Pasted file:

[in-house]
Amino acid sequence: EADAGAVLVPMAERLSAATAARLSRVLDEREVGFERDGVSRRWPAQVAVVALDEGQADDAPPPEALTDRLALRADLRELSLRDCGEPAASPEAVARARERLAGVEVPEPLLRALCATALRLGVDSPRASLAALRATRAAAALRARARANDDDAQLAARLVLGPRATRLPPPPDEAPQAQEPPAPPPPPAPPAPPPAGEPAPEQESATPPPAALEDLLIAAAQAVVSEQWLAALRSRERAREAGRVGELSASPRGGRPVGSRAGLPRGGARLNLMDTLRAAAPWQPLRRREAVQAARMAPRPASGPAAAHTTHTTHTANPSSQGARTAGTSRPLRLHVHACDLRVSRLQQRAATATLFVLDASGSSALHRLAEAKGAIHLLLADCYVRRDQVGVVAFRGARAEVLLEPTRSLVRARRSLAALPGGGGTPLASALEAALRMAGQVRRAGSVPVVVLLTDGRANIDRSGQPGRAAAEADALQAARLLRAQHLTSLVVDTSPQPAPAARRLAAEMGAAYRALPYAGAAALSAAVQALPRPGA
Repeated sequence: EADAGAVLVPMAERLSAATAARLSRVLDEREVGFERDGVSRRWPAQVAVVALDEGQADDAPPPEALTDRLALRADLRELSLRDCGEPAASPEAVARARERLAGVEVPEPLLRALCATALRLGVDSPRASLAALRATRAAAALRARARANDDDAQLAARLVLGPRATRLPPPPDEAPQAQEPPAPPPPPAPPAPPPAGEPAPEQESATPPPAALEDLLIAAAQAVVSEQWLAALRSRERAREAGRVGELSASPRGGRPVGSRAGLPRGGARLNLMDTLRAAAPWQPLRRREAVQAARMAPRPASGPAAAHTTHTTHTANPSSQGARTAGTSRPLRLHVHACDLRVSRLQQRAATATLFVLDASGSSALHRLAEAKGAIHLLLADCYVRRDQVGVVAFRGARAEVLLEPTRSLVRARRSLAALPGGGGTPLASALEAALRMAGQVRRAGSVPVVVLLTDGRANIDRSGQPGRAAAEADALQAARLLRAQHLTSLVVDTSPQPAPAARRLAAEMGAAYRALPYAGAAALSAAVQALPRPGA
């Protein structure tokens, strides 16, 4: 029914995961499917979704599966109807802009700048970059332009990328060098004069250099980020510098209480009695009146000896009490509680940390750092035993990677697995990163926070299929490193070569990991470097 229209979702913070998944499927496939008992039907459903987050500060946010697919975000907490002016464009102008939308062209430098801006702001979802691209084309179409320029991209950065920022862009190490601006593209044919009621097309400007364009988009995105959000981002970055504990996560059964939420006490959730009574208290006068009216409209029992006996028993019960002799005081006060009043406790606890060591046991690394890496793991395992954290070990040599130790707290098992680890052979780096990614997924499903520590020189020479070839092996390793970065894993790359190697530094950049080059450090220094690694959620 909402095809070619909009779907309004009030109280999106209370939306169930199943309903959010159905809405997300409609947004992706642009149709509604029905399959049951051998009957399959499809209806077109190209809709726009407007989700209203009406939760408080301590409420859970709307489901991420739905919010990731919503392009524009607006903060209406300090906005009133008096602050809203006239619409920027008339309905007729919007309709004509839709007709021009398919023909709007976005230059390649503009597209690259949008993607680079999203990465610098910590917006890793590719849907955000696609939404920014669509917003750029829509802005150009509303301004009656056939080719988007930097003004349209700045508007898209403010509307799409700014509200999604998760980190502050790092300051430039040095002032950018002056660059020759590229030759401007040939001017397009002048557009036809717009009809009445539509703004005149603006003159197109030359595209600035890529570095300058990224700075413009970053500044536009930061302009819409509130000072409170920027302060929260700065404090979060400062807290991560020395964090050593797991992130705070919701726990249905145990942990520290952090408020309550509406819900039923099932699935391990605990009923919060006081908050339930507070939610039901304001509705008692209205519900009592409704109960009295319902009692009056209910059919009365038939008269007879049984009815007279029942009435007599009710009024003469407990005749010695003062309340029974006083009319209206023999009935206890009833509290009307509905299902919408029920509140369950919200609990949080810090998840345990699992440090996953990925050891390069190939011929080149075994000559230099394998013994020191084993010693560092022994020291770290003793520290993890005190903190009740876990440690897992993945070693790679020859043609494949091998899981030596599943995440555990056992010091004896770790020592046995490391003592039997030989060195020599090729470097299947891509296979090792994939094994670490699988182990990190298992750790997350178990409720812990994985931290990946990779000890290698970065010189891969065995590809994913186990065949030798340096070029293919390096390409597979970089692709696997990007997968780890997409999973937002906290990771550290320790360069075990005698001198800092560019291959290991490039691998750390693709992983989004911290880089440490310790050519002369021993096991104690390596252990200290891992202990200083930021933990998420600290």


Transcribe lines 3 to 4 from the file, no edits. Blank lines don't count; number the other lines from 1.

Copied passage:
Repeated sequence: EADAGAVLVPMAERLSAATAARLSRVLDEREVGFERDGVSRRWPAQVAVVALDEGQADDAPPPEALTDRLALRADLRELSLRDCGEPAASPEAVARARERLAGVEVPEPLLRALCATALRLGVDSPRASLAALRATRAAAALRARARANDDDAQLAARLVLGPRATRLPPPPDEAPQAQEPPAPPPPPAPPAPPPAGEPAPEQESATPPPAALEDLLIAAAQAVVSEQWLAALRSRERAREAGRVGELSASPRGGRPVGSRAGLPRGGARLNLMDTLRAAAPWQPLRRREAVQAARMAPRPASGPAAAHTTHTTHTANPSSQGARTAGTSRPLRLHVHACDLRVSRLQQRAATATLFVLDASGSSALHRLAEAKGAIHLLLADCYVRRDQVGVVAFRGARAEVLLEPTRSLVRARRSLAALPGGGGTPLASALEAALRMAGQVRRAGSVPVVVLLTDGRANIDRSGQPGRAAAEADALQAARLLRAQHLTSLVVDTSPQPAPAARRLAAEMGAAYRALPYAGAAALSAAVQALPRPGA
């Protein structure tokens, strides 16, 4: 029914995961499917979704599966109807802009700048970059332009990328060098004069250099980020510098209480009695009146000896009490509680940390750092035993990677697995990163926070299929490193070569990991470097 229209979702913070998944499927496939008992039907459903987050500060946010697919975000907490002016464009102008939308062209430098801006702001979802691209084309179409320029991209950065920022862009190490601006593209044919009621097309400007364009988009995105959000981002970055504990996560059964939420006490959730009574208290006068009216409209029992006996028993019960002799005081006060009043406790606890060591046991690394890496793991395992954290070990040599130790707290098992680890052979780096990614997924499903520590020189020479070839092996390793970065894993790359190697530094950049080059450090220094690694959620 909402095809070619909009779907309004009030109280999106209370939306169930199943309903959010159905809405997300409609947004992706642009149709509604029905399959049951051998009957399959499809209806077109190209809709726009407007989700209203009406939760408080301590409420859970709307489901991420739905919010990731919503392009524009607006903060209406300090906005009133008096602050809203006239619409920027008339309905007729919007309709004509839709007709021009398919023909709007976005230059390649503009597209690259949008993607680079999203990465610098910590917006890793590719849907955000696609939404920014669509917003750029829509802005150009509303301004009656056939080719988007930097003004349209700045508007898209403010509307799409700014509200999604998760980190502050790092300051430039040095002032950018002056660059020759590229030759401007040939001017397009002048557009036809717009009809009445539509703004005149603006003159197109030359595209600035890529570095300058990224700075413009970053500044536009930061302009819409509130000072409170920027302060929260700065404090979060400062807290991560020395964090050593797991992130705070919701726990249905145990942990520290952090408020309550509406819900039923099932699935391990605990009923919060006081908050339930507070939610039901304001509705008692209205519900009592409704109960009295319902009692009056209910059919009365038939008269007879049984009815007279029942009435007599009710009024003469407990005749010695003062309340029974006083009319209206023999009935206890009833509290009307509905299902919408029920509140369950919200609990949080810090998840345990699992440090996953990925050891390069190939011929080149075994000559230099394998013994020191084993010693560092022994020291770290003793520290993890005190903190009740876990440690897992993945070693790679020859043609494949091998899981030596599943995440555990056992010091004896770790020592046995490391003592039997030989060195020599090729470097299947891509296979090792994939094994670490699988182990990190298992750790997350178990409720812990994985931290990946990779000890290698970065010189891969065995590809994913186990065949030798340096070029293919390096390409597979970089692709696997990007997968780890997409999973937002906290990771550290320790360069075990005698001198800092560019291959290991490039691998750390693709992983989004911290880089440490310790050519002369021993096991104690390596252990200290891992202990200083930021933990998420600290």